I participated in my first ops session back in 2007 at my buddy Norman's layout, who I had never met before. Now I can't imagine having a layout and not running ops or getting to run on others. Even if you never run an ops for other people you should run your trains this way for yourself. It gives purpose to your layout. This will be the first in a series of post on operations.
There are some design features that will make things work better for operations that can even be added into an existing layout. Those of us that run ops sessions spend a lot of time talking about how to make the experience better for the operators, especially new operators and promote the hobby. Those discussions include topics like fast clock speed, amount and types of trains, TT&TO ( Time Table and Train Orders), signals, paper work, how busy are the yards, use of basic railway rules, use of decoder functions like lights, horns and bells, labeling, all the aids to help people operate. In a nut shell anything that people struggle with really needs to be addressed to enhance their enjoyment.
The purpose of having operations is to add more interest to your layout rather than running trains round and round. Almost everyone starts out with the around and round concept in their head myself included. I do have the ability if all I feel like doing is rail fanning. Back in 1995 I never envisioned having ops sessions. Now I can't imagine not having them. It helps if you have had exposure to operation sessions at some point and not everyone has that opportunity. You then move in to your own ops sessions with other people to run trains prototypically. Most people have not had exposure to that either. I have said in other posts I have been very fortunate to have access to engineers, dispatchers and other railway people that are in the Edmonton area, as a bonus they mostly have worked for CN which works well for me. If it becomes too much work for your new operators they will loose interest and not likely return for another session. Most new people are very intimidated and apprehensive to participate because they do not understand what is going on. This reaction looks similar to asking someone to public speak. In my opinion that is why the paper work generated by JMRI works well as it alleviates some of the stress. I will operate on 4-6 different layouts in a year, one of which is the EMRA in Edmonton which is one of the largest layouts in Canada. It is not possible for me to have all those layouts in my head like I have my own. This is an important point to remember is that you understand how your layout runs crystal clear but not everyone else understands it as easily. When I ran ops on my layout for the first time for 2014 Northern Rails my wife thought I was going to crack, especially in the last 2 days leading up to that event mostly because all of these people some of which had traveled hundreds kilometers. I had never even met most of them before and they were going to be operating on my layout. I am a confident public speaker and have held high pressure jobs and I still found it very stressful. "Hey" my definition of stress is "fear of the unknown" . I guarantee every time you feel stress that it is generated by some unknown thing. Think about it, the better prepared you are the less stress there will be and you can keep most of the gremlins at bay. It has never been that stressful since.Below are some of the topics I will cover in future posts.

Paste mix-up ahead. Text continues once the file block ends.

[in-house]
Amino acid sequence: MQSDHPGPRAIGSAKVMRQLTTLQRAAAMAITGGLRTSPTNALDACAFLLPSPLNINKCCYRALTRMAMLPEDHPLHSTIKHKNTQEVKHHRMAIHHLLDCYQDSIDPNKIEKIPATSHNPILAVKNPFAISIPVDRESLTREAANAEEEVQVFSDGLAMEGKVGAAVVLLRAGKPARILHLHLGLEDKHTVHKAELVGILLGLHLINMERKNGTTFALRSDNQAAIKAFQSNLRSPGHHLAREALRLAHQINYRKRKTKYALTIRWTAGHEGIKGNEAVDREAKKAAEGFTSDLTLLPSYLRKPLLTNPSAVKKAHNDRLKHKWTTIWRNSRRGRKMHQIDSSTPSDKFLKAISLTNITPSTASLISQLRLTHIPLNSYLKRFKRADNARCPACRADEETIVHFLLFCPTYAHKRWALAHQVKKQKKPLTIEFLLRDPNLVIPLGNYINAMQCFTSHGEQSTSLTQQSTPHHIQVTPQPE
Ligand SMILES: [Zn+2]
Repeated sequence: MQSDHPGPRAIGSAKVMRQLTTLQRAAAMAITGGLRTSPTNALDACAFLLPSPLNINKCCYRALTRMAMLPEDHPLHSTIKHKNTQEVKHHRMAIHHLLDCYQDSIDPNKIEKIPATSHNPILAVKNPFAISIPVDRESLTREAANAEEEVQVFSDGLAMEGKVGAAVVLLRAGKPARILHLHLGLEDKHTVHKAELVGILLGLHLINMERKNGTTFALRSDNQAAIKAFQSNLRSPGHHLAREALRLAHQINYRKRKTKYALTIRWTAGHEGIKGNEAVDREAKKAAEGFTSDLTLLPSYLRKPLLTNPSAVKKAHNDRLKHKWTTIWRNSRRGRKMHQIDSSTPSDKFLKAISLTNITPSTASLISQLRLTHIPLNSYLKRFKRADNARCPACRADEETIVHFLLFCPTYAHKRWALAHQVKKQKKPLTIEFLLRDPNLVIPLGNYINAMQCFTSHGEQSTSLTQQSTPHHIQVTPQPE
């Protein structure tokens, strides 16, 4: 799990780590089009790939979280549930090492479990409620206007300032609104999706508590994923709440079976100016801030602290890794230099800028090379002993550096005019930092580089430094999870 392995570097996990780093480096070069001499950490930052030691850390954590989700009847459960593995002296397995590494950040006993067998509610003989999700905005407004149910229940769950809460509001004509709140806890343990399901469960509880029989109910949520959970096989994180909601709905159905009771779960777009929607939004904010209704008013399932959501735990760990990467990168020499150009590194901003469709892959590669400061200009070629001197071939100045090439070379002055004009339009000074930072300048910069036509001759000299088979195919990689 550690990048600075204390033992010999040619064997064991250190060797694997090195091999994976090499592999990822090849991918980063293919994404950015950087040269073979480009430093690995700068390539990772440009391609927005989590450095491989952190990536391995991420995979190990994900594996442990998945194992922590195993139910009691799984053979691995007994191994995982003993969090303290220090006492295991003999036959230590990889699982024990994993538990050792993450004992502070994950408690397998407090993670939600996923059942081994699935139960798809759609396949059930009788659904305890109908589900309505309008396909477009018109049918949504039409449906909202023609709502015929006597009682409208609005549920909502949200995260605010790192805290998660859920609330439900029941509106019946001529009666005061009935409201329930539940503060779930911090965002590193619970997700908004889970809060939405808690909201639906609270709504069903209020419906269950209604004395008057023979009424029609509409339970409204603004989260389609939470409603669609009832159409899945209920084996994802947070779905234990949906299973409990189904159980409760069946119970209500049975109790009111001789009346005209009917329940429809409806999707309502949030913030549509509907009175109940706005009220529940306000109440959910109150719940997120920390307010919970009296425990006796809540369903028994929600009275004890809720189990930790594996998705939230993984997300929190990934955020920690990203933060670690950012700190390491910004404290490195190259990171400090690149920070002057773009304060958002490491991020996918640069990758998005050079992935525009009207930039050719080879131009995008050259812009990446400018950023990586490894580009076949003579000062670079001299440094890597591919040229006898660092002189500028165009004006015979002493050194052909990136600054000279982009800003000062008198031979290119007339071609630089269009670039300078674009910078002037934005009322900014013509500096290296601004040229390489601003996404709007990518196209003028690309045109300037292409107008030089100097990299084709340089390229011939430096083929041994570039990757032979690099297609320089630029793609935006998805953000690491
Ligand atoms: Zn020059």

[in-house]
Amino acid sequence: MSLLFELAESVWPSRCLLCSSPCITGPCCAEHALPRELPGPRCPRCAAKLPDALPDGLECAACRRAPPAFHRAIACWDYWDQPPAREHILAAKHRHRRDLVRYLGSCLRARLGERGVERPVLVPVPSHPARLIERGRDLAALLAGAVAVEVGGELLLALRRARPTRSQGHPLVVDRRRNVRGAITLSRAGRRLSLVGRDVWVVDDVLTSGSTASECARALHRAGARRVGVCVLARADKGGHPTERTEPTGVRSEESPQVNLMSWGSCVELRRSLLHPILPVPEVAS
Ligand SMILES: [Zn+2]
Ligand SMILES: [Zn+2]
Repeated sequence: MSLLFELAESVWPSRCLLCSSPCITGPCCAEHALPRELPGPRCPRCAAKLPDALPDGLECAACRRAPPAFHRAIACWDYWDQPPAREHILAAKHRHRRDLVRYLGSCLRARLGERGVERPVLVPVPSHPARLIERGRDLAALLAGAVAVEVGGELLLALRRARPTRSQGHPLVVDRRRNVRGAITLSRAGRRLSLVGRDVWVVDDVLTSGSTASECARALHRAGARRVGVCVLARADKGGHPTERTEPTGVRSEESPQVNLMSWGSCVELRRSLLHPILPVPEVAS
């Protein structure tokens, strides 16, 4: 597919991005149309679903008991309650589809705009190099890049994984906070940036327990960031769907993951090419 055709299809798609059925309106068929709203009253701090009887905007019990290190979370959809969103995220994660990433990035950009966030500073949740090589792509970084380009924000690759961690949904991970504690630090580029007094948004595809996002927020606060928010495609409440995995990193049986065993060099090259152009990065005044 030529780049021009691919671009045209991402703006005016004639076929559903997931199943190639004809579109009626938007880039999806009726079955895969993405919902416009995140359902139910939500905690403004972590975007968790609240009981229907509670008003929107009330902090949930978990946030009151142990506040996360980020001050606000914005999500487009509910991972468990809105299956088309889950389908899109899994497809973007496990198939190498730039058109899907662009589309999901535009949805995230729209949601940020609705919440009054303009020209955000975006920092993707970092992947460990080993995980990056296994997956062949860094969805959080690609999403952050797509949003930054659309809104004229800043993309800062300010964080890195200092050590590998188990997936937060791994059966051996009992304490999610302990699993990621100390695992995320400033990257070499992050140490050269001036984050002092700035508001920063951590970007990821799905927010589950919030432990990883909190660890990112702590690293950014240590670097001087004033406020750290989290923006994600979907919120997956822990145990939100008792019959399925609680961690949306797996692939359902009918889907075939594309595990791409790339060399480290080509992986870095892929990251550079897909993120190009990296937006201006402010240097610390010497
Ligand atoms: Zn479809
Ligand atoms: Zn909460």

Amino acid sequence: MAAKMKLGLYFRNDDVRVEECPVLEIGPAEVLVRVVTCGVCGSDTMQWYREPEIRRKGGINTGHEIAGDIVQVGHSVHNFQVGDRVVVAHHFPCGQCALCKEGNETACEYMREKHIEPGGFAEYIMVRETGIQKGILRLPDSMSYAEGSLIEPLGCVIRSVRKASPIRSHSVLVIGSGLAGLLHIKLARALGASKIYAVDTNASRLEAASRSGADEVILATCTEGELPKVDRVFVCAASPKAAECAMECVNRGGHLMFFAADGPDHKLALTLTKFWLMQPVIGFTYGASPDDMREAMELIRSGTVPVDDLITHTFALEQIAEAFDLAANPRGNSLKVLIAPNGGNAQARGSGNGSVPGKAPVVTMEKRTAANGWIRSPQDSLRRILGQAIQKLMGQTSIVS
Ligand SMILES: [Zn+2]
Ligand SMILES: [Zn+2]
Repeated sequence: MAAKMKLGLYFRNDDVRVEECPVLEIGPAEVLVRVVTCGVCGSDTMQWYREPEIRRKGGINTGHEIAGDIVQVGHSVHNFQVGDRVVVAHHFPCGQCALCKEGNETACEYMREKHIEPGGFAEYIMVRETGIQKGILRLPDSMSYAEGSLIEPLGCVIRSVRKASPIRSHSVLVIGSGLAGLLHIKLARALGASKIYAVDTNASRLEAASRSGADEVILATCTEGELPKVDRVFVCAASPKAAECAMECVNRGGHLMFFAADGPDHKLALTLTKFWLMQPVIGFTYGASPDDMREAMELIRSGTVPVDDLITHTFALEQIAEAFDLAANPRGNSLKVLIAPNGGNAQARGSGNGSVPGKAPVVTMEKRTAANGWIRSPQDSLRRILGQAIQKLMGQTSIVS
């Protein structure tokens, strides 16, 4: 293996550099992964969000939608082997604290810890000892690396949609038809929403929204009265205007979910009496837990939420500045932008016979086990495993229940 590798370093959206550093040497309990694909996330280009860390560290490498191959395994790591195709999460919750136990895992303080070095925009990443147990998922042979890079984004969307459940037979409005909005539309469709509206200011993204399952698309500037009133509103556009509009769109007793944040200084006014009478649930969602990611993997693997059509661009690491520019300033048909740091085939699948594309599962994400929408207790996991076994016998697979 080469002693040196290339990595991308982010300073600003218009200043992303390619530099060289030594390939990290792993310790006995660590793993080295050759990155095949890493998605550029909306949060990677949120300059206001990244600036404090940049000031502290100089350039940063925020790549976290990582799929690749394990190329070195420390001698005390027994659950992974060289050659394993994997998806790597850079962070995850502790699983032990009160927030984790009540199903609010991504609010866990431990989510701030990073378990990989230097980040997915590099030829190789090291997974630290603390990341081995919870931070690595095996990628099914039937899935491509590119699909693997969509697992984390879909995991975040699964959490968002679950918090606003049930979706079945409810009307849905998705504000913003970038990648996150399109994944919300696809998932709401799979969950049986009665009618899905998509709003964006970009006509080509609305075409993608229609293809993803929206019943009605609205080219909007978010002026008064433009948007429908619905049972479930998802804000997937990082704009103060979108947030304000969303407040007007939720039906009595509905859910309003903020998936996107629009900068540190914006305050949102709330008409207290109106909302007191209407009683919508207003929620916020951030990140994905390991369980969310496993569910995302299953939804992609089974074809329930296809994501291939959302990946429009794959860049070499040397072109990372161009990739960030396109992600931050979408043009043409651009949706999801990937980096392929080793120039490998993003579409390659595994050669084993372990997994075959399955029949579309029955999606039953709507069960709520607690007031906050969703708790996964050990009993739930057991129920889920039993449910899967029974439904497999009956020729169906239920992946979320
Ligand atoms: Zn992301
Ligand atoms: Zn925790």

Fast clock speed see my post Fast Clocks
Amount and types of trains
TT&TO or signals, train order and clearance paper work
How busy are the yards
General maintenance of locomotives, passenger and freight cars
Basic railway rules
Use of decoder functions, engine cards
Labeling including signage on the right of way
Aids such as maps, descriptions, aprons, train line up sheet,
I participated in my first ops session back in 2007 at my buddy Norman's layout, who I had never met before. Now I can't imagine hav...
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